One I’d put just below food and before art: children. Let me quote a long email I put in a group list once:

    “Where da babies at?”

    No, this isn’t about whether things are appropriate for children and concerns for their stories, it’s world building pure and simple. Let’s take two concrete examples which aren’t even that heavily SJW, but pretty friendly to them.


    First, the anime “Attack on Titan.” The set up is similar to the Night Lands where a remnant of humanity is besieged in the world’s last city by giant monsters (who are pretty much zombies). The largest difference being that the technology is black powder/steampunk level rather than futuristic.

    All fine, I was quite enjoying the first few episodes. Until it was revealed that the military is all volunteer.

    And allows women.

    That is not an immediate problem, in such a situation one could see a rationale for maybe having women learn to shoot and defend themselves (we have that today). But they’re all young women of the ages 18-30. Prime fertile years for females. In a world that humanity is fighting against extinction.

    Just think about it logically. Let’s assume pressures of natural selection have caused women to develop a much greater and stronger muscle structure than the ones we know – fine, different world, different rules. But if the strongest women (decided by co-ed training exercises) are put into the military where they frequently die, then the weaker women, who did not go into the military, will be the ones bearing offspring. It wouldn’t take many generations before humanity as a whole is just plain weaker than their ancestors. The only real excuse the show has is that with the military being voluntary, most women would probably avoid service to actually breed. But again, with the military men also being shown as not producing offspring, one has to wonder how any military standard is maintained in this world as the generations should be getting weaker.

    Yes there are twists and turns that reveal a lot of the world building in Attack on Titan was a lie but that still doesn’t explain why the culture acts contrary to what it should believe – except for the excuse of the author’s meta-knowledge bleeding into characters who shouldn’t have it. For example, during one attack a large cart full of goods is shown having trouble in the evacuation. A cart full of stuff – not a cart full of children which one would think would be a priority. Actually it would be more fitting for all children born to be shipped to the middle of the city and raised communally – which would not only be fitting for the culture, but also fit within the revealed lie. But again, there is no acknowledgement or consideration of babies in the story.

    Let’s consider another story. The card game, Magic: the Gathering, has been having stories that go along with their sets for years. Two of their sets deal with a world based upon Egypt & its mythology. The world, Amonkhet, is a paradise where undead servants cater to every need of the populace, which frees up the populace to train for ritualistic trials.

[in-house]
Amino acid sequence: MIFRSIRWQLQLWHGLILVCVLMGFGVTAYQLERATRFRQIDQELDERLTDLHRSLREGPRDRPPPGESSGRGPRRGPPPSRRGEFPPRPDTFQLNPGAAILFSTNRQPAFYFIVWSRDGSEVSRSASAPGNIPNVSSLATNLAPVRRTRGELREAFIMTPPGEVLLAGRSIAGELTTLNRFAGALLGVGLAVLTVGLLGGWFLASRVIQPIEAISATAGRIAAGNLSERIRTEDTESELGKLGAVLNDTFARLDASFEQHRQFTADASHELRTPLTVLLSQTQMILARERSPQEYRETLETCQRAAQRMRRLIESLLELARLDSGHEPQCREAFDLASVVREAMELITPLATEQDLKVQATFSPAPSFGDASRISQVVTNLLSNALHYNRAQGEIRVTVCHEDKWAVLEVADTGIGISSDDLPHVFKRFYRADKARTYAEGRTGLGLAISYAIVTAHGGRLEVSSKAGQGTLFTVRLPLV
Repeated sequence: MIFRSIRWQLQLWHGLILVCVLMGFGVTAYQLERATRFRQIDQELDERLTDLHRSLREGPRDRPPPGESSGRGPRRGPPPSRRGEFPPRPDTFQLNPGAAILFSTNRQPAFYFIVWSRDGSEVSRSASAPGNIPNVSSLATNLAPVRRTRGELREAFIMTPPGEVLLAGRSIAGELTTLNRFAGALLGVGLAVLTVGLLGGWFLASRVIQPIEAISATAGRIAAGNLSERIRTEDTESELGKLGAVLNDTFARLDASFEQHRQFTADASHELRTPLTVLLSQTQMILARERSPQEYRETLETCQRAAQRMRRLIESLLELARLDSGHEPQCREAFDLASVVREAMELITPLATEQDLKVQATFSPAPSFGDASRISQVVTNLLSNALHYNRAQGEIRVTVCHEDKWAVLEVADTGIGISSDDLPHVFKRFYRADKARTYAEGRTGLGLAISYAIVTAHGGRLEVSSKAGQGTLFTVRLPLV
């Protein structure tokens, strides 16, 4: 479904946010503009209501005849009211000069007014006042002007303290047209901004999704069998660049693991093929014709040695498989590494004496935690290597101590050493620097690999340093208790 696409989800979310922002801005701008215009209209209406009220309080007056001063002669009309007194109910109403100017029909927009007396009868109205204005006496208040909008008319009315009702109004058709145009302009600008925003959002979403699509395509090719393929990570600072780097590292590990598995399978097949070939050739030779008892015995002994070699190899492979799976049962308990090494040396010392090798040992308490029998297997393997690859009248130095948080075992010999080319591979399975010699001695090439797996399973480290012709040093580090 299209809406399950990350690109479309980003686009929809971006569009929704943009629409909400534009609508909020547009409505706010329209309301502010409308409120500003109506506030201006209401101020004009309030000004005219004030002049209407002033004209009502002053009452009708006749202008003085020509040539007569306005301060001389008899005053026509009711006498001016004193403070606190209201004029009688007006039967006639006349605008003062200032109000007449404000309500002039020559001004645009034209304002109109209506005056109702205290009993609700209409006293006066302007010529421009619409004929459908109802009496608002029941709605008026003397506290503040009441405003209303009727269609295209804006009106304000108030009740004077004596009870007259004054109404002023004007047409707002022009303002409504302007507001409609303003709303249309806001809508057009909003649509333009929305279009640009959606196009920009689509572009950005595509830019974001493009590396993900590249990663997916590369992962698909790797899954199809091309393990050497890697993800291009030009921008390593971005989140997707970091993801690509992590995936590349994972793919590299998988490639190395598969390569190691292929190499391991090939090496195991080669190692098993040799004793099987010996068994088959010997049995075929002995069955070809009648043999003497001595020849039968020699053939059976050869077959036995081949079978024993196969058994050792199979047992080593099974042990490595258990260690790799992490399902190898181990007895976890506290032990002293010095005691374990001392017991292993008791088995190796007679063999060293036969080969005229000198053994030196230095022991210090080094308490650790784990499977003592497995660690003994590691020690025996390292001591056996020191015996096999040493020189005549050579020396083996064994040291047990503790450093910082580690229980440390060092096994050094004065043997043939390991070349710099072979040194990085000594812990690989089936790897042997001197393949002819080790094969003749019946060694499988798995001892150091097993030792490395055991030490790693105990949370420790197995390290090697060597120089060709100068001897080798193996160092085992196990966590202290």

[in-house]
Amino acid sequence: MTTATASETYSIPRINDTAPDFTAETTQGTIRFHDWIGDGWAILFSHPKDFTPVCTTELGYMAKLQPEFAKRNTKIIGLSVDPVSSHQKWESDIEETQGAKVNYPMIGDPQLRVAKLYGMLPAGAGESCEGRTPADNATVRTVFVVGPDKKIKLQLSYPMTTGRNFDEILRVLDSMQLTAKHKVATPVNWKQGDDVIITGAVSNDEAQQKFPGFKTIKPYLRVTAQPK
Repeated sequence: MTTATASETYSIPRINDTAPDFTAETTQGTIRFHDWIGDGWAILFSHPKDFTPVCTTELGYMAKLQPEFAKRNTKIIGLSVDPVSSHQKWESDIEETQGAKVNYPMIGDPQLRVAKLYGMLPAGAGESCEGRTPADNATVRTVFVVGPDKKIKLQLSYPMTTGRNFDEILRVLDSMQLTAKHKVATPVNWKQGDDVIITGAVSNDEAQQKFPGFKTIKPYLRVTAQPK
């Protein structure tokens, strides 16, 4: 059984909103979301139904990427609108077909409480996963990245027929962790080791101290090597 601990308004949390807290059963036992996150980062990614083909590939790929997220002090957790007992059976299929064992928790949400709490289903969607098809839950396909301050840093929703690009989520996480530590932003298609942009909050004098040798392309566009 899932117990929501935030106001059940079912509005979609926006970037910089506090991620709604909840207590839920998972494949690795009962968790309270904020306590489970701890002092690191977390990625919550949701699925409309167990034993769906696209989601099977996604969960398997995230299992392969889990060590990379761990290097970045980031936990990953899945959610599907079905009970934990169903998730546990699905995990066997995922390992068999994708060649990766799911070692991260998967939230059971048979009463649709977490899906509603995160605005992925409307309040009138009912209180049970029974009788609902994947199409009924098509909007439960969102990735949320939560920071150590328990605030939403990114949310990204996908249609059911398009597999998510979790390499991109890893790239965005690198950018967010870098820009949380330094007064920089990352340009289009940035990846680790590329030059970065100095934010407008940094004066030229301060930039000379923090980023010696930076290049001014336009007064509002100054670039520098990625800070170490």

The catch? Fighting through the trials ends up killing a lot of people (those people become the new serving mummies for the populace), with the final champion… also being killed. The problem? EVERYBODY trains for the trials. Similar to Logan’s Run, the heroes in the story find only 1 person around 30 years old in Amonkhet. A direct quote:

    Packs of young joggers maneuvered in swarms through the city streets. Some pairs were lifting weights in the uncountable dozens of training arenas that lined the limestone thoroughfare. Others were sparring with rehearsed motions in carefully roped-off gymnasiums. There were no shops, no wares being sold, no bakers nor butchers nor builders nor police.

    Every resident was awake, training, and not one could have been over the age of twenty.
    “I feel old for the first time in my life,” Chandra said, half-kidding. She and Nissa stopped momentarily to watch an eight-year old spot a six-year-old while they bench pressed a weighted bar.
    The child huffed with effort while trying to lift the bar with both clenched fists touching each other.
    “Don’ do it that way, you’ll lose contwoll of the bar!” the standing child chided.

    Where do the children come from? In the midst of all that training, who’s screwing to make more warriors? The story does establish the servant mummies take care of raising children, but there’s no hint at who is procreating in the first place. No pregnant women exercising, no hint of sexual desire at all. Indeed when we get a look at trainee life, they seem to sleep in communal housing like soldiers in barracks (which would make screwing pretty awkward I’d think). The winner of the trials doesn’t even get a night of debauchery as a reward and to try and maintain the city’s numbers, but rather goes on to their “final reward” immediately. So where the hell are these children coming from?

    (Ok, yes, it makes sense for the Naga in the city – they would conceptually lay eggs and maintain their number that way – perhaps the Aven too – but the other races appear to be mammals.)


    So I say when worldbuilding, also consider where and how families are operating. They don’t have to be front and center, but there should be a logical place for them.